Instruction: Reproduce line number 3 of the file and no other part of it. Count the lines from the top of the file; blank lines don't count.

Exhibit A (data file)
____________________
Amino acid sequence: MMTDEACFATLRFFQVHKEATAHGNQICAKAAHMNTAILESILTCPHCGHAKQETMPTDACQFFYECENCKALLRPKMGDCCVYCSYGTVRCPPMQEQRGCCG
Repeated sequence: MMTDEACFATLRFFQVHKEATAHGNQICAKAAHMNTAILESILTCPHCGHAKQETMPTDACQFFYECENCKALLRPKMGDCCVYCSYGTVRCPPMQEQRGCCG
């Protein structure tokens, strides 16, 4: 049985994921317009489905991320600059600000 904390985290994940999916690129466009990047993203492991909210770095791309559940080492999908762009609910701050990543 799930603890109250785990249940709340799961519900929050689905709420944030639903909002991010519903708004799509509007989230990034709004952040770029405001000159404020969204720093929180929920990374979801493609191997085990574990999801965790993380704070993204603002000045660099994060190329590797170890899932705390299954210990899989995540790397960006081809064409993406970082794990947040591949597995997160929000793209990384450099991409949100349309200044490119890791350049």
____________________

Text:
């Protein structure tokens, strides 16, 4: 049985994921317009489905991320600059600000 904390985290994940999916690129466009990047993203492991909210770095791309559940080492999908762009609910701050990543 799930603890109250785990249940709340799961519900929050689905709420944030639903909002991010519903708004799509509007989230990034709004952040770029405001000159404020969204720093929180929920990374979801493609191997085990574990999801965790993380704070993204603002000045660099994060190329590797170890899932705390299954210990899989995540790397960006081809064409993406970082794990947040591949597995997160929000793209990384450099991409949100349309200044490119890791350049």